North America is preparing itself for the August Eclipse, so we thought it would be a good time to explain how eclipses work and what’s going on as the Moon briefly destroys the Sun.
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Team: Fraser Cain – @fcain / firstname.lastname@example.org
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Chloe Cain – @chloegwen2001
On Monday, August 21, 2017, the Moon is going to destroy the Sun. Briefly. But don’t worry, the Sun will return.
For the first time since 1991, the United States will experience a total solar eclipse. In fact, everyone in North America will get a chance to see some version of this epic event – 500 million people will see the Sun dim to some extent.
But for the fortunate people on an epic path from Lincoln City on the Oregon Coast, to Charleston, South Carolina, they’ll see one of the most dramatic and awe inspiring events of the sky.
If you’re one of the people along that path, and you’ve got the proper eye protection – make sure you’re wearing proper eye protection – you’ll see a bite appear on the side of the Sun. Over the course of over an hour, you’ll see more and more of the Sun disappear, blocked by the Moon.
At the halfway point, the last remnants of the Sun will be completely covered, casting the area in darkness. The Sun’s mysterious corona will appear as a ghostly halo around the Moon, and the stars will come out. For a few brief minutes, you’ll experience totality.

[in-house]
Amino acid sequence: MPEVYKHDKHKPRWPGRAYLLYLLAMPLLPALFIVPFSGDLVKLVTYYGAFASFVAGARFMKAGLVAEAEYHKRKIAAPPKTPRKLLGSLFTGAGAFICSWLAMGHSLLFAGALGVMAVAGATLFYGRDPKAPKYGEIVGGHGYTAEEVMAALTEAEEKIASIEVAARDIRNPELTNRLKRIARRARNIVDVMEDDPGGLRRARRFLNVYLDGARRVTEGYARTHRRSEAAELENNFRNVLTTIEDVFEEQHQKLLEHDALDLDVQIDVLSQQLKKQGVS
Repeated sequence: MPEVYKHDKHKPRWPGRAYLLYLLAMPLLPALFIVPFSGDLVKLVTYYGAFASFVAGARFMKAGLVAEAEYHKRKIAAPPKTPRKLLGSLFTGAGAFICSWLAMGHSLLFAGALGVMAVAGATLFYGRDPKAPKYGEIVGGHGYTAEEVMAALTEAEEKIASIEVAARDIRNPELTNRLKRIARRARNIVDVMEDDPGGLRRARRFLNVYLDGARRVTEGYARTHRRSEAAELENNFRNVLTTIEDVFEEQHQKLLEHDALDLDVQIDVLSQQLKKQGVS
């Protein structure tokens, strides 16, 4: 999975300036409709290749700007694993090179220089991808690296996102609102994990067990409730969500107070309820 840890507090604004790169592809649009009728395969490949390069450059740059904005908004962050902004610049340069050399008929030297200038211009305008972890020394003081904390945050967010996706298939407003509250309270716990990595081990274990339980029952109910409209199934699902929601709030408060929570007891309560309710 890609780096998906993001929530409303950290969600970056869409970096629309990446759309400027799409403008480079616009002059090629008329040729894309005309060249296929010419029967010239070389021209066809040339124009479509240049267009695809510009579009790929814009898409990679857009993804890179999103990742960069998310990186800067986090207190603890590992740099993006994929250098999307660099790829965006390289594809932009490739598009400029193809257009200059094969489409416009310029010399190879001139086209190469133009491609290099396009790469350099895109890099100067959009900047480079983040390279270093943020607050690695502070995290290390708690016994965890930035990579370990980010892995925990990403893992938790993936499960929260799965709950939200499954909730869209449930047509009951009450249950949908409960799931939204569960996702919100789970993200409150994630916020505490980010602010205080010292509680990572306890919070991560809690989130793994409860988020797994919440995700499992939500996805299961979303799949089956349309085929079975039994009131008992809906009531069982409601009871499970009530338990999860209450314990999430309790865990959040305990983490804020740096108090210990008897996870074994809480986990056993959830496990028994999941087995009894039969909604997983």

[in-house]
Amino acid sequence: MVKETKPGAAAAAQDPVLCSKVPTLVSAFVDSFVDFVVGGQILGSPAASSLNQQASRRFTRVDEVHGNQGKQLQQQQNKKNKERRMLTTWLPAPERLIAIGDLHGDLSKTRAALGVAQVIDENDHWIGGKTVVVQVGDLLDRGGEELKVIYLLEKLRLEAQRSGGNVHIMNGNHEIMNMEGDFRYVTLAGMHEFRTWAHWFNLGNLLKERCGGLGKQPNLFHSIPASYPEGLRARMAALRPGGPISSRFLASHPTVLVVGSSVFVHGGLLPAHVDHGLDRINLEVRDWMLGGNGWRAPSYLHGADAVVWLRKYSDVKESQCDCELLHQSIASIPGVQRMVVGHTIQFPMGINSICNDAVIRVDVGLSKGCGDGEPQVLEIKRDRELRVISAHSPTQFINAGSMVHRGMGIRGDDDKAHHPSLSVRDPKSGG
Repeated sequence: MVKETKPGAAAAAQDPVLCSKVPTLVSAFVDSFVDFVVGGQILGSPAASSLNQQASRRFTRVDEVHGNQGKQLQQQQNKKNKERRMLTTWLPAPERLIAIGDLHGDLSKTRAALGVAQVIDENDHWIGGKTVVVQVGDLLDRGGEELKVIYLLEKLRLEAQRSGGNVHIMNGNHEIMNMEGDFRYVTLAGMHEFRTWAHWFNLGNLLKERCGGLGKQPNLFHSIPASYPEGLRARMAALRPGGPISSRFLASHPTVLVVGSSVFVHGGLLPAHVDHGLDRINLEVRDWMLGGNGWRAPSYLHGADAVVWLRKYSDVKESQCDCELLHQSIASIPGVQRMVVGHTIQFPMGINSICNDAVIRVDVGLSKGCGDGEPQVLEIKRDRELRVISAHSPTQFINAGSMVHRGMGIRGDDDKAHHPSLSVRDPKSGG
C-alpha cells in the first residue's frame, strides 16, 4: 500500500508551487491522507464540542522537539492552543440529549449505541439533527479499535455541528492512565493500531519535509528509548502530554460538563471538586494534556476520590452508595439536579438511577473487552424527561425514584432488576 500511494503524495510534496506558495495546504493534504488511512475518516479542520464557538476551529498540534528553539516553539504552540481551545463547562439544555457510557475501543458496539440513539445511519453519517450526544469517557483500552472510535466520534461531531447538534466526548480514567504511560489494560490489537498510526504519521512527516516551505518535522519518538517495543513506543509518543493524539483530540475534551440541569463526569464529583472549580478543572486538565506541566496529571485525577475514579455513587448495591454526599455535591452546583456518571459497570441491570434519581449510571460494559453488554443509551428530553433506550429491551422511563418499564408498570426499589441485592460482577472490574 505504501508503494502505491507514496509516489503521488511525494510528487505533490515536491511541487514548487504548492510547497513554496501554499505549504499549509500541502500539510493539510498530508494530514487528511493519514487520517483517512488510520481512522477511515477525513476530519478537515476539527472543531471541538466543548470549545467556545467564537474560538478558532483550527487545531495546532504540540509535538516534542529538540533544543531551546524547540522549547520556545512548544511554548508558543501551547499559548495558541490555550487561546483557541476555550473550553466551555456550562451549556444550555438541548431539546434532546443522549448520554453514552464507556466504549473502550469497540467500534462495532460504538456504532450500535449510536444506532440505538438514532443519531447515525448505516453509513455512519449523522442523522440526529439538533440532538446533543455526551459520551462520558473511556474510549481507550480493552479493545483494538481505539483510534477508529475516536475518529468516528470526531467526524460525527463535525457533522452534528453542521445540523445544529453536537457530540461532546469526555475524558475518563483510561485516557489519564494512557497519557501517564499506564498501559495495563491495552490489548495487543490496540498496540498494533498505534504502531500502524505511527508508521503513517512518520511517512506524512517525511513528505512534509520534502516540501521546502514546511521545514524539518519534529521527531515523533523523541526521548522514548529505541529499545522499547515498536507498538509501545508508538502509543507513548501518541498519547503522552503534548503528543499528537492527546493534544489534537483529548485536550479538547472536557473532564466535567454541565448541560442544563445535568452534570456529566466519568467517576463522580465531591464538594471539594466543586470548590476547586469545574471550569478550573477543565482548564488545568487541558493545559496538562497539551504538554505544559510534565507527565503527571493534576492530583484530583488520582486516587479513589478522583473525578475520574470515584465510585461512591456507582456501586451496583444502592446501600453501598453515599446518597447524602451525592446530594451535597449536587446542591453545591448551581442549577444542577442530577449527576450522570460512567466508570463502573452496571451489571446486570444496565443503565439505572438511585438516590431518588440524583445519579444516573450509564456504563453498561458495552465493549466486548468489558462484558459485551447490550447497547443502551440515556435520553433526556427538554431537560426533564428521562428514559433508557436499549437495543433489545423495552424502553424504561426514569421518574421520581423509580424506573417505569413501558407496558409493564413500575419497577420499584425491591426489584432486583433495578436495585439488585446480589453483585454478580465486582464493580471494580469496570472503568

And that’s when the eldar Lovecraftian gods will come pouring forth from this eldritch rift in spacetime, to consume our planet in madness. Or, you know, maybe not, the ancient scrolls are unclear.
What is clear is that the Sun will return, slowly but surely. Then there’ll be traffic jams as a huge population returns home, spiritually awakened by this momentous event.
Will you be there? I will.
But what’s going on? What are the underlying geometries that create such a spectacular moment for us to witness?
Eclipses are caused because of the orbital alignments of the Earth, Sun and Moon. The Earth travels around the Sun, and the Moon travels around the Earth. When the Moon is in the Earth’s shadow, that’s a lunar eclipse, and when the Moon’s shadow falls on the Earth, that’s a solar eclipse.
The Earth orbits the Sun at an average distance of about 150 million kilometers, and the Moon orbits the Earth at a distance of about 385,000 kilometers. But in one of the craziest coincidences, the size of the Moon and the size of the Sun are almost exactly the same from our perspective.
The Sun is 400 times bigger than the Moon, but it also happens to be 400 times farther away.
The Moon is slowly drifting away from the Earth, so in a few billion years, this will no longer be the case. The Moon will no longer be big enough in the sky to perfectly cover the Sun.
We don’t get eclipses every month because the orbits of the Earth and Moon are slightly inclined from each other. Sometimes the Moon passes above the Sun, other times it passes below.
From the Earth’s perspective, you’ll see the Moon chomp away and block the Sun. But seen from space, you’ll see a better idea of what’s going on. The Moon casts a shadow down onto the surface of the Earth.
For the 2017 eclipse, the shadow appears out in the Pacific ocean, and then races across the surface of the planet. For anyone actually caught in the shadow, they’re able to see the complete eclipse, where the Moon fully blocks the Sun.
For everyone else on either side of the shadow, you see a partial eclipse, where only a chunk of the Sun is blocked by the Moon.
Every year, there are usually a couple of total solar eclipses, visible from somewhere on the planet, and there are larger chunks that can see a partial eclipse.
The Earth follows an elliptical path around the Sun, and the Moon makes its own elliptical path around the Earth. So the size of both the Sun and the Moon can be slightly different sizes in the sky. When the Sun is at its largest, and the Moon is at its smallest, that’s an annular eclipse. The Moon doesn’t completely cover the Sun and create the special event of a total eclipse.